I have a client/server app which I have been developing on a single PC. Now it needs two serial ports, so I borrowed a PC from a friend.

When I build my app and try to run or debug it (whether in the Delphi IDE or from Windows File manager), it errors "The application was unable to start correctly (0xc000007b)".

Googling doesn't bring up much, but seems to indicate that this is nothing Delphi specific and happens with other apps. It seems to be caused by calling into a 32 bit DLL from a 64 bit app or vice versa.

  • both PCs are Windows 7, 64 bit
  • both have Delphi Xe2 starter edition which can only handle 32 bits
  • The app runs fine on my PC, but not on my friend's
  • Other Delphi apps run just fine on both PCs

Can anyone give me a hint as to how to track this down?

  • 7
    On a side note, you can use com0com to install virtual serial ports on a single PC. Great for debugging and testing, just create 2 virtual ports and link them together in the config, then run your apps on each port so they can talk to each other. May 8, 2012 at 3:35
  • 1
    Did you check the Windows Events Log? Sometimes Windows provides more information regarding which DLL made the app fail. May 8, 2012 at 4:30
  • 1
    It will be a missing DLL I suspect, usually some utility, or even the memory manager.
    – mj2008
    May 8, 2012 at 7:57
  • 4
    @mj2008 Missing DLL gives a different error: The program can't start because XXXX.dll is missing from your computer. Try reinstalling the program to fix this problem. May 8, 2012 at 10:07
  • 4
    @snd This error is STATUS_INVALID_IMAGE_FORMAT. You don't get that when the system cannot find a DLL of that name. You get STATUS_INVALID_IMAGE_FORMAT when a DLL can be found, but it is corrupt, or has the wrong bitness. Apr 23, 2015 at 14:22

20 Answers 20


Normally we get the 0xC000007B error-code (which means STATUS_INVALID_IMAGE_FORMAT), if:

  • If a 32-bit app tried to load a 64-bit DLL.
  • Or if a 64-bit app tried to load a 32-bit DLL.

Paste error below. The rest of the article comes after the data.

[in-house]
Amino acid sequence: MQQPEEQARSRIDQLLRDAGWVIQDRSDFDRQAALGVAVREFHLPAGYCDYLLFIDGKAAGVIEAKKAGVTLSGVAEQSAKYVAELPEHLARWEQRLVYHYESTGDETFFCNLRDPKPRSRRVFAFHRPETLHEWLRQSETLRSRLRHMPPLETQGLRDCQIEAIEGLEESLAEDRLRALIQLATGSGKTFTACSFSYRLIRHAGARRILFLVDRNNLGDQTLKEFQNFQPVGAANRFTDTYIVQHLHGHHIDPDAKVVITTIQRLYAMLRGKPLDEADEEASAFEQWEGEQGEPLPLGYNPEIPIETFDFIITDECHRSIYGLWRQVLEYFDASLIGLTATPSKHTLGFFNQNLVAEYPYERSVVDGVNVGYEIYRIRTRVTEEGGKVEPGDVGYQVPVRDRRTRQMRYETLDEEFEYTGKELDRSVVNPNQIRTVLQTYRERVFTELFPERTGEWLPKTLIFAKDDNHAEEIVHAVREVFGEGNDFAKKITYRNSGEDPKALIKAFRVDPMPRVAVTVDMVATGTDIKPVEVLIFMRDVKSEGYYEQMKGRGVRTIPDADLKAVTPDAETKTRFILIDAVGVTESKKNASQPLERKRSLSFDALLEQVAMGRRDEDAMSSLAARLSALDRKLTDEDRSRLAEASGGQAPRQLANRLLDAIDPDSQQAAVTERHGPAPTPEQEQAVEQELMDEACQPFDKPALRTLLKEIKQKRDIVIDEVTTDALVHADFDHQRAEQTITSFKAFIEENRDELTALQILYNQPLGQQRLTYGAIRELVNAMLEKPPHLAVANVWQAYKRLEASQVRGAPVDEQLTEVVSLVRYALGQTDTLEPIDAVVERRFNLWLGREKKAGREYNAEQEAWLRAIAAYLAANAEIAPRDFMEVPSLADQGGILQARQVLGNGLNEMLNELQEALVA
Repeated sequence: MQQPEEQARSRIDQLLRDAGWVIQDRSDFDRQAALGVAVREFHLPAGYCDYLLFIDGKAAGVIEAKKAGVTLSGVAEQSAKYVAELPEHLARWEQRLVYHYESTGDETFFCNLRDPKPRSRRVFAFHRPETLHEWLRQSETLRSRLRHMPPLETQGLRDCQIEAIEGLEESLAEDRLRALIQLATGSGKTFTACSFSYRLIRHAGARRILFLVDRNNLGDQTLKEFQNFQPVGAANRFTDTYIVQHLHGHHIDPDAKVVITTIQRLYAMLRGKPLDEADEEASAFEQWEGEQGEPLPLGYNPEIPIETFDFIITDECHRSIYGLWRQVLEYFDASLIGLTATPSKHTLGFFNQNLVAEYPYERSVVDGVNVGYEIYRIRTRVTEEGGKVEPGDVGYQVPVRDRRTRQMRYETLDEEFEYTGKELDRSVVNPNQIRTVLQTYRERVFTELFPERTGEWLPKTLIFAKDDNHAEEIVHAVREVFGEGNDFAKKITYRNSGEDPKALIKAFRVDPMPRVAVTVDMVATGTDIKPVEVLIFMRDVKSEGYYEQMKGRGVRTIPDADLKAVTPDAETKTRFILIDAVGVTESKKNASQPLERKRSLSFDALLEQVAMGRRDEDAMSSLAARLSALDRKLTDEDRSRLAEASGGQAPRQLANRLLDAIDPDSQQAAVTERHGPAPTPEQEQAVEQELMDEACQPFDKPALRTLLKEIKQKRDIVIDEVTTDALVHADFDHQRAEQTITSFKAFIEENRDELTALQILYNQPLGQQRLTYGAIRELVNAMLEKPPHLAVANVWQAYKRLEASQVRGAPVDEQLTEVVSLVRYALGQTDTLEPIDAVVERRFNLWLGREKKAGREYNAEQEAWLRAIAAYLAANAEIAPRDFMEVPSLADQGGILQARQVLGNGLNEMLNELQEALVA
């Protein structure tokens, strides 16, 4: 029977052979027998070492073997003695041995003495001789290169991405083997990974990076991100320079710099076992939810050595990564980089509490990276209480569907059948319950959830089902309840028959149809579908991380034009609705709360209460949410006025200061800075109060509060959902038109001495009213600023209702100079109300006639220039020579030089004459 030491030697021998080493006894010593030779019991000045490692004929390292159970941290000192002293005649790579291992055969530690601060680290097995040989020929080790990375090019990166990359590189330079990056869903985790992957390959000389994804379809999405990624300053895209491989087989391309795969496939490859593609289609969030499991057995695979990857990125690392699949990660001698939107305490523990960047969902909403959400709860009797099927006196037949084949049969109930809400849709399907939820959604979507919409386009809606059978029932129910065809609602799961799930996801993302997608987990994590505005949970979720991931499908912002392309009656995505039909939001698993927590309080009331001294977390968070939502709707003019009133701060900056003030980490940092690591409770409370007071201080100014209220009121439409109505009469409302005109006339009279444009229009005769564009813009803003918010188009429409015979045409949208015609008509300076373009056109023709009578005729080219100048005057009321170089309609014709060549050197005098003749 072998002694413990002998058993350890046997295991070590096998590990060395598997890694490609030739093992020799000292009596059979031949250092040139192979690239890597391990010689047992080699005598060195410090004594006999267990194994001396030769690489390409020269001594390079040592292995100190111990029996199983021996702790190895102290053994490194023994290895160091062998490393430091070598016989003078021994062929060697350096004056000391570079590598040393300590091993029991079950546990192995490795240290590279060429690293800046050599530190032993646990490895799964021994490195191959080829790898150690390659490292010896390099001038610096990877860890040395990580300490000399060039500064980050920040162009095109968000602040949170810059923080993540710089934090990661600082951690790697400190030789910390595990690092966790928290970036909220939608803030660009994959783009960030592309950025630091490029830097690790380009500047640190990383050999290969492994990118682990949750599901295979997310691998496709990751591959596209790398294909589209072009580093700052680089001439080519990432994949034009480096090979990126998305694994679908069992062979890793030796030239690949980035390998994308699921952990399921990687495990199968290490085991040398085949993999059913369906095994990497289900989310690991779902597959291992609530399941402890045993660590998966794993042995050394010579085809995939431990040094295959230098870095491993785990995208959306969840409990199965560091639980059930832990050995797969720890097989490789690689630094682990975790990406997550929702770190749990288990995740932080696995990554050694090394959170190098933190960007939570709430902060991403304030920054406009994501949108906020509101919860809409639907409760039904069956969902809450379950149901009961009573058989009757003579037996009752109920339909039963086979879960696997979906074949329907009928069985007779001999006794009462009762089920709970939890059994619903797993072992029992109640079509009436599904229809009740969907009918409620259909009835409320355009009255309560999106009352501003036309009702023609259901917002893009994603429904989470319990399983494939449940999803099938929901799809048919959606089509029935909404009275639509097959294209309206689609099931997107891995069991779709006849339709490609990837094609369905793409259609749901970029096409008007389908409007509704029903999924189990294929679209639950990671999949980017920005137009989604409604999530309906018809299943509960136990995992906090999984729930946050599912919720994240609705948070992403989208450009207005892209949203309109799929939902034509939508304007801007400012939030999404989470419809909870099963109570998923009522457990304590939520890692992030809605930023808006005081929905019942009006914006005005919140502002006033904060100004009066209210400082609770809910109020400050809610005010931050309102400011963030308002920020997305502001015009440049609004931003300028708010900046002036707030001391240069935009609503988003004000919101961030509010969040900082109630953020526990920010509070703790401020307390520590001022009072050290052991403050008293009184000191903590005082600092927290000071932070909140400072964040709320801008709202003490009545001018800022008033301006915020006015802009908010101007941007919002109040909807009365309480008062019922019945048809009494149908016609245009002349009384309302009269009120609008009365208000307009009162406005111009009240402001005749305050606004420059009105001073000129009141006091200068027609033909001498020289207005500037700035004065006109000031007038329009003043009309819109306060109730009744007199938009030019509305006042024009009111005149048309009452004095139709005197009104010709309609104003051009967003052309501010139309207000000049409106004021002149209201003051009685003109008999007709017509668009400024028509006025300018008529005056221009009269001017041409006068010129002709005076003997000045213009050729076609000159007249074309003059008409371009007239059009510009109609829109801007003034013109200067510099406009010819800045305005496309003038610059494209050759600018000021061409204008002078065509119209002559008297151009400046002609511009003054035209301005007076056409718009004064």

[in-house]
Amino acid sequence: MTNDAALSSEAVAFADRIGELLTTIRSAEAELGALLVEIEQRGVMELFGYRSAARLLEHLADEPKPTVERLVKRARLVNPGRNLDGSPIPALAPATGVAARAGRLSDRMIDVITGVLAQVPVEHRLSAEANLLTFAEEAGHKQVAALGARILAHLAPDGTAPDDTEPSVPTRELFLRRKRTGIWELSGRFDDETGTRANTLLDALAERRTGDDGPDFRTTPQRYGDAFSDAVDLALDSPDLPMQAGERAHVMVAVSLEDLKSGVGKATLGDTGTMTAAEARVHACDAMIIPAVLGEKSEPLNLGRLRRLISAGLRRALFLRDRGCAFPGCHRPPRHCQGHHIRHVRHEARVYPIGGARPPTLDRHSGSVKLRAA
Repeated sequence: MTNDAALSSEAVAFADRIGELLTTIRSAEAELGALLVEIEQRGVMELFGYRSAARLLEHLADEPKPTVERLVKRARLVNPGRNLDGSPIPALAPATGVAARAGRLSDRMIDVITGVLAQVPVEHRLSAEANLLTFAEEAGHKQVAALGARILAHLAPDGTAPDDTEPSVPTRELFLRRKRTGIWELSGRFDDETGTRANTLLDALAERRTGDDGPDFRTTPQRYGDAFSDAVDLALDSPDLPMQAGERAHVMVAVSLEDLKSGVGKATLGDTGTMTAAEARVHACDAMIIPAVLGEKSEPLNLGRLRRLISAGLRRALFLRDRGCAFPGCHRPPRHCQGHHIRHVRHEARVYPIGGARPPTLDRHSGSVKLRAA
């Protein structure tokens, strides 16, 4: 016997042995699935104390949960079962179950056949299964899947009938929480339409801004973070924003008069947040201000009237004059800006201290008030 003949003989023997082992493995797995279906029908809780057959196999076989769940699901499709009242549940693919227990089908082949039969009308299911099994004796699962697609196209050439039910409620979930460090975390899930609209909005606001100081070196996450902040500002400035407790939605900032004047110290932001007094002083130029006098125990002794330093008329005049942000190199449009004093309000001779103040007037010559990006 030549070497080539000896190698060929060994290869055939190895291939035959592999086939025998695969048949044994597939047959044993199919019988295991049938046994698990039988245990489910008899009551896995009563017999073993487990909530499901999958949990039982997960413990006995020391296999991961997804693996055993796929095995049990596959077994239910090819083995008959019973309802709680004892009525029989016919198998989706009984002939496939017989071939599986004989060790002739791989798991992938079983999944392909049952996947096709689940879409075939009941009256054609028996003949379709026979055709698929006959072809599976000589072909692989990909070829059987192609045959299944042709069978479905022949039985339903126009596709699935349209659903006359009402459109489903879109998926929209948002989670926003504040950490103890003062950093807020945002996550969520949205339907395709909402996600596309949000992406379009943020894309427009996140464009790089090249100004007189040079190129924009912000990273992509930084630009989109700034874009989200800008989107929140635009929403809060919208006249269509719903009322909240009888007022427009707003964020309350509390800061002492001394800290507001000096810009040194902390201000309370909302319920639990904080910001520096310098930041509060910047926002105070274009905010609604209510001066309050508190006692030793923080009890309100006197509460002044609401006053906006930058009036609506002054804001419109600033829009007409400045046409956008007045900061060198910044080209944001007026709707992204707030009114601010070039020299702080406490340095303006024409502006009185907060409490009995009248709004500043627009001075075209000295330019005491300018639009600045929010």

• Or if a 64-bit app tried to run on a 32-bit Windows.

To really know, I would suggest to test whether there is a problem between your application and its dependencies using dependency walker

Note that all you need to do is open your App using said tool, and issues appear as red log-entries at buttom of screen.

(At least, at time of writting, namely 2022)

Also, make sure you run the correct version of Dependency Walker, for example, the x86 version will display incorrect results when openning x64 binaries.

  • 33
    based on the Windows Error Codes (google.de/…), this Error Code means: 0xC000007B STATUS_INVALID_IMAGE_FORMAT.
    – mox
    May 8, 2012 at 5:43
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    Which is a good indication that the 32-bit app tried to load a 64-bit DLL. May 8, 2012 at 20:18
  • 4
    As a matter of fact, this Error Code Pdf File is an excellent source.
    – mox
    May 8, 2012 at 21:02
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    +1 and the aswer. Thanks, dependancy walker saved the day. I replaced a 64 bit DLL with a 32 bit version and it works now.
    – Mawg
    May 9, 2012 at 3:03
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    Make sure you got the correct version of Dependency Walker. The x86 depends will display incorrect results for x64 binaries. Apr 17, 2013 at 11:17

A load time dependency could not be resolved. The easiest way to debug this is to use Dependency Walker. Use the Profile option to get diagnostics output of the load process. This will identify the point of failure and should guide you to a solution.

The most common cause of this error is trying to load a 64 bit DLL into a 32 bit process, or vice versa.

  • 3
    +1. Also note that you should run the 32 bit version of dependency walker, and ensure that all loaded DLLs are 32 bit. If you try to run the 64 bit version dependency walker, it will happily load the 64 bit DLLs, such as VCRedist, even if your also have their 32 bit versions.
    – liorda
    Sep 14, 2017 at 14:35